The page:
Trumpeter 1/48 F-106B Delta Dart

KIT #: 02892
PRICE: 7840 yen on sale at
DECALS: Two options
REVIEWER: Scott Van Aken



The F-106 served in the continental US, Alaska, and Iceland, as well as for brief periods in Germany and South Korea. The F-106 was the second highest sequentially numbered P/F- aircraft to enter service under the old number sequence (the F-111 was highest), before the system was reset under the 1962 United States Tri-Service aircraft designation system. In service, the F-106's official name, "Delta Dart," was rarely used, and the aircraft was universally known simply as "The Six."

Although contemplated for use in the Vietnam War the F-106 never saw combat, nor was it exported to foreign users. Following the resolution of initial teething problems in particular an ejection seat that killed the first 12 pilots to eject from the aircraft  its exceptional performance made it very popular with its pilots. After the cancellation of their own Avro Arrow, the Canadian government briefly considered purchasing the F-106C/D.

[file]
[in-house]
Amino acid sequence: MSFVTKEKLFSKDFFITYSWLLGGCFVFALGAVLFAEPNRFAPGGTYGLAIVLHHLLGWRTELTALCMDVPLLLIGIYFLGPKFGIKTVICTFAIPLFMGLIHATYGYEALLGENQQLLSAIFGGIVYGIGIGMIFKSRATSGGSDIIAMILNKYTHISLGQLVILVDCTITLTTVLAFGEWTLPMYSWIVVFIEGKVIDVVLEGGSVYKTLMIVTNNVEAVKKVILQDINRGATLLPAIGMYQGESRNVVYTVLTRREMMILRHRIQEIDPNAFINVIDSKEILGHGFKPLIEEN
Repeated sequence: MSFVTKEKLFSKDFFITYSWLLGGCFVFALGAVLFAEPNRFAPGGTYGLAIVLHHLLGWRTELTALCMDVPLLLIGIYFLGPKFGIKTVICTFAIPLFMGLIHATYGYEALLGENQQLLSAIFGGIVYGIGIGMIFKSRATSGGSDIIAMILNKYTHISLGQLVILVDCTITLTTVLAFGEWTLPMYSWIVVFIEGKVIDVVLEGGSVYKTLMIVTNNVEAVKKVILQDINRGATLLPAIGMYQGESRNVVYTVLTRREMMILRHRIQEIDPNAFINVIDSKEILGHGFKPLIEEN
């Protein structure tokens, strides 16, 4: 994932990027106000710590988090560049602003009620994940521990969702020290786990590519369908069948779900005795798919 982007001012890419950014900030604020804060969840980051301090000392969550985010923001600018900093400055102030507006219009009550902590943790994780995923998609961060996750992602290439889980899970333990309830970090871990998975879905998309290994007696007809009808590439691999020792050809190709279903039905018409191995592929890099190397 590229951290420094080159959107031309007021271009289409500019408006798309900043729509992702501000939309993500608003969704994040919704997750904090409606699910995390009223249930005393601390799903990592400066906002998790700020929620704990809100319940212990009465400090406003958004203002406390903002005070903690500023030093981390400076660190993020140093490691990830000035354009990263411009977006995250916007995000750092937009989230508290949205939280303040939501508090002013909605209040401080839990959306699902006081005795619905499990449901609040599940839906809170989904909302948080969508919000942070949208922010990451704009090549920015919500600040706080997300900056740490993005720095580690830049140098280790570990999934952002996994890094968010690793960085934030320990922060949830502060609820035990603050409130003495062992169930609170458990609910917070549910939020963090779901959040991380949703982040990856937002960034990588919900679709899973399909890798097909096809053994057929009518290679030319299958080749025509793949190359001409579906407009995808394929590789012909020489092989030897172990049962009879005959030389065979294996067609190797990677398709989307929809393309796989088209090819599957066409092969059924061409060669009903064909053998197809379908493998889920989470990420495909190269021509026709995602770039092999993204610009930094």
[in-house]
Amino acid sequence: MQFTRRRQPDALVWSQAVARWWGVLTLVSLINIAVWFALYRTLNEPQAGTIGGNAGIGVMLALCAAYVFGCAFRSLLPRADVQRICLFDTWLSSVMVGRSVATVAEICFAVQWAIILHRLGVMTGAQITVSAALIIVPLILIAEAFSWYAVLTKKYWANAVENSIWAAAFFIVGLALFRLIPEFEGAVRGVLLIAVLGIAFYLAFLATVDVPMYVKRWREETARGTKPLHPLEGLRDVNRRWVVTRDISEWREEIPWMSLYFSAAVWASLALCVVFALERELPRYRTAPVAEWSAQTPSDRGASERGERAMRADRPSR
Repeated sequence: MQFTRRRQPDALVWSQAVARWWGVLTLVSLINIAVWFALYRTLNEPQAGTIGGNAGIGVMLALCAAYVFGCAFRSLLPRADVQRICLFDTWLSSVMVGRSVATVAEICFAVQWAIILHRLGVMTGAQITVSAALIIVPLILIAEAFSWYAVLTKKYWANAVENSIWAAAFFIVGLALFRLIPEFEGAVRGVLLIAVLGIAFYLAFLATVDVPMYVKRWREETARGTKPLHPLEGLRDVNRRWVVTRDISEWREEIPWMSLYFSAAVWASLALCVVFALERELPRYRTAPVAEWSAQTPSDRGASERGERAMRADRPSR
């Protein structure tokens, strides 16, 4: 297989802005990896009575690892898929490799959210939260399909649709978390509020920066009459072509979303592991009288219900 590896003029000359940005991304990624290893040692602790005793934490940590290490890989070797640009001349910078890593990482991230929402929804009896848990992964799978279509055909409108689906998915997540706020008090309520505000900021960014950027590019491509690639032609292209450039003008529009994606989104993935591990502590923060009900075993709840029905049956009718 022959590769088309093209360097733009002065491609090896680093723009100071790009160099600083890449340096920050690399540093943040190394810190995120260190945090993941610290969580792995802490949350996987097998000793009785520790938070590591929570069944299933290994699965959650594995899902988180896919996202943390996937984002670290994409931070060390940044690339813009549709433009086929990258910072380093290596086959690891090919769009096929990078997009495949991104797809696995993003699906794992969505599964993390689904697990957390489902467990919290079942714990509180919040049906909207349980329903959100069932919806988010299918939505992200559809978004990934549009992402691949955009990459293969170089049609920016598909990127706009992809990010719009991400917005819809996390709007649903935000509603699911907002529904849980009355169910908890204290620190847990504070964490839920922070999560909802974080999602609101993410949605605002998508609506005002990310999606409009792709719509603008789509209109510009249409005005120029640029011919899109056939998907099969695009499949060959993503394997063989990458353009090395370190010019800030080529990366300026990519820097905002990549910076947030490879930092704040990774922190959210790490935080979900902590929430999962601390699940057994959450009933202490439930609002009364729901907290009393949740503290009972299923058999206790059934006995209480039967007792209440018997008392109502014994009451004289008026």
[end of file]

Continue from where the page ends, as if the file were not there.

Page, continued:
In an effort to standardize aircraft types, the USAF was directed to conduct Operation Highspeed, a flyoff competition between the USAF F-106A and the U.S. Navy F4H-1 (F-4B) Phantom, which was not only as capable as the F-106 as a missile-armed interceptor, but could also carry as large a bomb load as the Republic F-105 Thunderchief fighter-bomber. The Phantom was the winner, but would first be tasked to escort and later replace the F-105 fighter-bomber in the late 1960s before replacing older interceptors in Air Defense Command in the 1970s.

The F-106 was progressively updated in service, with improved avionics, a modified wing featuring a noticeable conical camber, an infrared search and track system, streamlined supersonic wing tanks which provided virtually no degradation to overall aircraft performance, better instrumentation, and features like an inflight refuelling receptacle and an arrestor hook for landing emergencies.